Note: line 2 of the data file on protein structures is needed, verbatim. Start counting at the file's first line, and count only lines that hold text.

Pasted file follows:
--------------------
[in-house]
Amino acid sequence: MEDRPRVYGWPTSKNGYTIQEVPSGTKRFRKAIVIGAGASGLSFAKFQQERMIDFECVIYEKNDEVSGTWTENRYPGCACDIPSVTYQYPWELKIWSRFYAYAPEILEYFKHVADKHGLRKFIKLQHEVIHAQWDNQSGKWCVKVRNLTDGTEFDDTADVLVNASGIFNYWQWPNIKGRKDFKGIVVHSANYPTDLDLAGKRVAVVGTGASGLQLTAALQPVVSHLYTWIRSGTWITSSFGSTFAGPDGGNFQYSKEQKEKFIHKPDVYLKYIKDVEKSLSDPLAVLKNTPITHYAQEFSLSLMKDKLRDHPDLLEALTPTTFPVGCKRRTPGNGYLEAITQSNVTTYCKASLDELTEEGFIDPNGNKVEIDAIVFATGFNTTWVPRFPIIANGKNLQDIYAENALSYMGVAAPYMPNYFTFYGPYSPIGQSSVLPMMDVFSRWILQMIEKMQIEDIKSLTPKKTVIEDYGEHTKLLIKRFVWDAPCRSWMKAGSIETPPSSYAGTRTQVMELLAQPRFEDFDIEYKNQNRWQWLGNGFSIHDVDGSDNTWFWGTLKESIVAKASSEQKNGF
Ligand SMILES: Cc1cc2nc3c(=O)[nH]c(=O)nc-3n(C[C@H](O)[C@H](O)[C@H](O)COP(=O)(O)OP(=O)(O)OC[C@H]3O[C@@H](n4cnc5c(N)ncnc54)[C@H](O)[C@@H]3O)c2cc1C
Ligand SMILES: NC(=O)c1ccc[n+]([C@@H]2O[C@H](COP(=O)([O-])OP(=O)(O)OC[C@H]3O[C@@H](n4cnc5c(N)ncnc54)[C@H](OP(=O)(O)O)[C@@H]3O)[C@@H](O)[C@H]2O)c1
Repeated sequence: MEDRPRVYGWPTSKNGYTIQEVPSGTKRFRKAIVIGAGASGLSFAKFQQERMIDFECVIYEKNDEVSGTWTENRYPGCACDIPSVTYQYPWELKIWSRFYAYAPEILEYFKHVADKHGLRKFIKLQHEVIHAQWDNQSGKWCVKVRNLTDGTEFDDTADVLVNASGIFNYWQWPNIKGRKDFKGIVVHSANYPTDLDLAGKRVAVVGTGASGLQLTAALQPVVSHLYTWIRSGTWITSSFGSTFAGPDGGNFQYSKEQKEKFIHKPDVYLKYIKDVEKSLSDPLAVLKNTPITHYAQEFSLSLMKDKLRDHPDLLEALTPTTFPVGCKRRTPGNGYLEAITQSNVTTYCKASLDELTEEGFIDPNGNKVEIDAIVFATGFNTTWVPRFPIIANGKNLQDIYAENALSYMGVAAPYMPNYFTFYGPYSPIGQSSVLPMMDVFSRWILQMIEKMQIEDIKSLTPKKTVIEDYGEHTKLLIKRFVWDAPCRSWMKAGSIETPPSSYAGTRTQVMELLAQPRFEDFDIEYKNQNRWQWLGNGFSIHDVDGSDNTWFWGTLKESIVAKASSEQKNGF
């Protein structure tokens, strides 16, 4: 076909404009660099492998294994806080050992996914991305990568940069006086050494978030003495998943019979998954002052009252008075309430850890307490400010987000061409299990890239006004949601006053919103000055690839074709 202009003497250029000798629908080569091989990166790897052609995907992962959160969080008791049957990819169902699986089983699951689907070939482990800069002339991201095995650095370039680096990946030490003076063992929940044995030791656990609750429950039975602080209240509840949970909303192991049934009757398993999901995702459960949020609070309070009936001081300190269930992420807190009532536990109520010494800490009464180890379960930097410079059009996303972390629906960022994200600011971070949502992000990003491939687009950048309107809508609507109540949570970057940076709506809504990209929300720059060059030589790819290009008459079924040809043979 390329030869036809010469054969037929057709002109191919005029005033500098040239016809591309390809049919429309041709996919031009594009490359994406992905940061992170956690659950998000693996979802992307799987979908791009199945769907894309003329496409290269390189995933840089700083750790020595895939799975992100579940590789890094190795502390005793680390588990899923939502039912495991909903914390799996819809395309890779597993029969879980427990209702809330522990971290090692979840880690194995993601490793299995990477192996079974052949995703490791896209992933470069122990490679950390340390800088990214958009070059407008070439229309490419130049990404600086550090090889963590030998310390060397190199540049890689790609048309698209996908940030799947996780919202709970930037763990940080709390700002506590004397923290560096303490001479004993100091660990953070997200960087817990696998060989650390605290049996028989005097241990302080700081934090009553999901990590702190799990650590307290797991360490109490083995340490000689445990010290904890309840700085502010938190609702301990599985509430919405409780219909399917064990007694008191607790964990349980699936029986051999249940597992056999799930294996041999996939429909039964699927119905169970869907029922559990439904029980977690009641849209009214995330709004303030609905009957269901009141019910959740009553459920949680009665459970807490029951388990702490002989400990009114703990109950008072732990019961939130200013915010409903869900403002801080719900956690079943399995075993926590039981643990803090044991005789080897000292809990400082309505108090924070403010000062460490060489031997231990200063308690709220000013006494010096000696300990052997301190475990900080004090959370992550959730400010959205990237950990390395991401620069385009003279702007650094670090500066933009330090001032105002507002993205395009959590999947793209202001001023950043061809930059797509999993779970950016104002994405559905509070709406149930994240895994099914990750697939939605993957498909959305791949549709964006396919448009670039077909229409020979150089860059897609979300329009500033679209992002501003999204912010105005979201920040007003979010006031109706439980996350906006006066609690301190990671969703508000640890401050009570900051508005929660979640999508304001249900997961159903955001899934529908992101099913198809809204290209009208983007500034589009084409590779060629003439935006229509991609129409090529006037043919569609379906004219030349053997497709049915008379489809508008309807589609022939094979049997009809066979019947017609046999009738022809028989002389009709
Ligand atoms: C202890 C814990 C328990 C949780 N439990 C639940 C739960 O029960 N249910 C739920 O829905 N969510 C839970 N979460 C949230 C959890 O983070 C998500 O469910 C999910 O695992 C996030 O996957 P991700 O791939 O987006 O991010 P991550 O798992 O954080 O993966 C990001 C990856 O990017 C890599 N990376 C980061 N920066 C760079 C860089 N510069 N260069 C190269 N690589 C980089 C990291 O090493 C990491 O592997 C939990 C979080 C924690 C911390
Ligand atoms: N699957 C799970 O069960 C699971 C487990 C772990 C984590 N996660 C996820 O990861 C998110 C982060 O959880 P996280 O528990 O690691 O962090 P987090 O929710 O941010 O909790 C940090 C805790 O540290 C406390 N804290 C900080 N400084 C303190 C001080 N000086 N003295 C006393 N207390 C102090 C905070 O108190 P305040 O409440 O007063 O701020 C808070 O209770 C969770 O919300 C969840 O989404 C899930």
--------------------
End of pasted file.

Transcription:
Amino acid sequence: MEDRPRVYGWPTSKNGYTIQEVPSGTKRFRKAIVIGAGASGLSFAKFQQERMIDFECVIYEKNDEVSGTWTENRYPGCACDIPSVTYQYPWELKIWSRFYAYAPEILEYFKHVADKHGLRKFIKLQHEVIHAQWDNQSGKWCVKVRNLTDGTEFDDTADVLVNASGIFNYWQWPNIKGRKDFKGIVVHSANYPTDLDLAGKRVAVVGTGASGLQLTAALQPVVSHLYTWIRSGTWITSSFGSTFAGPDGGNFQYSKEQKEKFIHKPDVYLKYIKDVEKSLSDPLAVLKNTPITHYAQEFSLSLMKDKLRDHPDLLEALTPTTFPVGCKRRTPGNGYLEAITQSNVTTYCKASLDELTEEGFIDPNGNKVEIDAIVFATGFNTTWVPRFPIIANGKNLQDIYAENALSYMGVAAPYMPNYFTFYGPYSPIGQSSVLPMMDVFSRWILQMIEKMQIEDIKSLTPKKTVIEDYGEHTKLLIKRFVWDAPCRSWMKAGSIETPPSSYAGTRTQVMELLAQPRFEDFDIEYKNQNRWQWLGNGFSIHDVDGSDNTWFWGTLKESIVAKASSEQKNGF